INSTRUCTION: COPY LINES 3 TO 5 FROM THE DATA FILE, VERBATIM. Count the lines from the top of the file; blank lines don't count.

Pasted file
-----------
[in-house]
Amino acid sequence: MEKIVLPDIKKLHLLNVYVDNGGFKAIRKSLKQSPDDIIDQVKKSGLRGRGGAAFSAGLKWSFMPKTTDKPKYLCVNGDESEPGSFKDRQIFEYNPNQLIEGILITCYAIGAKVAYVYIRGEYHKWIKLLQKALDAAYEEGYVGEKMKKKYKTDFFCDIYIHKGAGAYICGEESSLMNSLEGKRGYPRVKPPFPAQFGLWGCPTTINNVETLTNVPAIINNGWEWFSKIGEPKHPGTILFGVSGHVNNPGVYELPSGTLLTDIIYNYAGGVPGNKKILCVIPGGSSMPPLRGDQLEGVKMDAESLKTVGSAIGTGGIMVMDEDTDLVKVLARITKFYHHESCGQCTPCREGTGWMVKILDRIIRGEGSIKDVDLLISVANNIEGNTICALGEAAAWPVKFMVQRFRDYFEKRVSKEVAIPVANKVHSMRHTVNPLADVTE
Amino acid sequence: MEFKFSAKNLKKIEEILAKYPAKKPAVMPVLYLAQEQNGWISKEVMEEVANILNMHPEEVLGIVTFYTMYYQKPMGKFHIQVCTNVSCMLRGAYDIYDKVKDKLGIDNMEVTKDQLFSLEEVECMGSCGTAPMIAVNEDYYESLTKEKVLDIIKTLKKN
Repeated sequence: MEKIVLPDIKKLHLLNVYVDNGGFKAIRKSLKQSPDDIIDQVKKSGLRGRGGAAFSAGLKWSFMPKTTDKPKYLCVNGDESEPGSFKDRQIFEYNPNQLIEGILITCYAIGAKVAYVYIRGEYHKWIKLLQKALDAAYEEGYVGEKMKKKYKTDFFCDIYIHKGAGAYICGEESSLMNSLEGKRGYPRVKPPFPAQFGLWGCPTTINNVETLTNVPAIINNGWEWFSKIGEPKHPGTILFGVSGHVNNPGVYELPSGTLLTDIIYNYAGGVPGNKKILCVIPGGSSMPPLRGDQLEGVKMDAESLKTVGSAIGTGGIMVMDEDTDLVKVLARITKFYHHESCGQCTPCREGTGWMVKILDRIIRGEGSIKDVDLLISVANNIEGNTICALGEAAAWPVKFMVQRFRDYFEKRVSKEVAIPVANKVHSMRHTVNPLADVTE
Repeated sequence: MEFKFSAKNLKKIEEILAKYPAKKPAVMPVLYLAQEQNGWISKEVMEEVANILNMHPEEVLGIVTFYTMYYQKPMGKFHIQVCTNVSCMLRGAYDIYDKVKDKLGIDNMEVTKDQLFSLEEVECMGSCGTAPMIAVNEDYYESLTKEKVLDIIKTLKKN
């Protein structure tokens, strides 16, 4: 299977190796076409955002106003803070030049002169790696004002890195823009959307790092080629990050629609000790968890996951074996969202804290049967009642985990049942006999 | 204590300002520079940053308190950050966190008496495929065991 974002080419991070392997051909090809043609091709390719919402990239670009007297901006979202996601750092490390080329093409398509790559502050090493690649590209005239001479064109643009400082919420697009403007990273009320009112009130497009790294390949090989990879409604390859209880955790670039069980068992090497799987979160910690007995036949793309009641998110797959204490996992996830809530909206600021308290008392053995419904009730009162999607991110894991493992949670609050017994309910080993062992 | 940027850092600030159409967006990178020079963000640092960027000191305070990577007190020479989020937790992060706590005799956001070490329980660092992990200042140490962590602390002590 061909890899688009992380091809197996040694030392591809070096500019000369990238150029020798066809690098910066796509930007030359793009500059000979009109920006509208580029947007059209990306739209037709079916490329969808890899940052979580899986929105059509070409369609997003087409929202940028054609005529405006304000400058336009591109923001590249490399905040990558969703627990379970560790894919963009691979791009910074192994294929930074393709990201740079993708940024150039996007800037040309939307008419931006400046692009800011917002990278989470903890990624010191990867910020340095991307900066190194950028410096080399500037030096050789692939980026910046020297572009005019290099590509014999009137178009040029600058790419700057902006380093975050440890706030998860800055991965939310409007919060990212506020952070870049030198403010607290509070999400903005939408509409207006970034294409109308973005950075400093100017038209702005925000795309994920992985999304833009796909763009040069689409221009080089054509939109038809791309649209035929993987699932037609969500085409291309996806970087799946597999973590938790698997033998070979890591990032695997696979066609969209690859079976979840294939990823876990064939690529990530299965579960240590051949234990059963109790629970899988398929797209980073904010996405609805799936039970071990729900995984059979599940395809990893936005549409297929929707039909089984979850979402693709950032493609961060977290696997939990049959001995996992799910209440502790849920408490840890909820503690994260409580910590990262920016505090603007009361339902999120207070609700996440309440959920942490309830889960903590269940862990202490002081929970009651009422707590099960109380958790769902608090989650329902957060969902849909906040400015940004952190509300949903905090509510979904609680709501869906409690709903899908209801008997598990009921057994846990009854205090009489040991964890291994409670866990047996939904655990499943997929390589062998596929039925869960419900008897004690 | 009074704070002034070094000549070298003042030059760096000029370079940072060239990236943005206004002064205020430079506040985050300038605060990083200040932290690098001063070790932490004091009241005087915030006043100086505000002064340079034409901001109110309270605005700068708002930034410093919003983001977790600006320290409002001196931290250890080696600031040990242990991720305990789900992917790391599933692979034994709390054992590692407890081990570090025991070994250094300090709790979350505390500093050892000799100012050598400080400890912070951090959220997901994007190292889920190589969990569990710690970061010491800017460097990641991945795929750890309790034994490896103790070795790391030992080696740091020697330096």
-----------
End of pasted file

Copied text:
Amino acid sequence: MEFKFSAKNLKKIEEILAKYPAKKPAVMPVLYLAQEQNGWISKEVMEEVANILNMHPEEVLGIVTFYTMYYQKPMGKFHIQVCTNVSCMLRGAYDIYDKVKDKLGIDNMEVTKDQLFSLEEVECMGSCGTAPMIAVNEDYYESLTKEKVLDIIKTLKKN
Repeated sequence: MEKIVLPDIKKLHLLNVYVDNGGFKAIRKSLKQSPDDIIDQVKKSGLRGRGGAAFSAGLKWSFMPKTTDKPKYLCVNGDESEPGSFKDRQIFEYNPNQLIEGILITCYAIGAKVAYVYIRGEYHKWIKLLQKALDAAYEEGYVGEKMKKKYKTDFFCDIYIHKGAGAYICGEESSLMNSLEGKRGYPRVKPPFPAQFGLWGCPTTINNVETLTNVPAIINNGWEWFSKIGEPKHPGTILFGVSGHVNNPGVYELPSGTLLTDIIYNYAGGVPGNKKILCVIPGGSSMPPLRGDQLEGVKMDAESLKTVGSAIGTGGIMVMDEDTDLVKVLARITKFYHHESCGQCTPCREGTGWMVKILDRIIRGEGSIKDVDLLISVANNIEGNTICALGEAAAWPVKFMVQRFRDYFEKRVSKEVAIPVANKVHSMRHTVNPLADVTE
Repeated sequence: MEFKFSAKNLKKIEEILAKYPAKKPAVMPVLYLAQEQNGWISKEVMEEVANILNMHPEEVLGIVTFYTMYYQKPMGKFHIQVCTNVSCMLRGAYDIYDKVKDKLGIDNMEVTKDQLFSLEEVECMGSCGTAPMIAVNEDYYESLTKEKVLDIIKTLKKN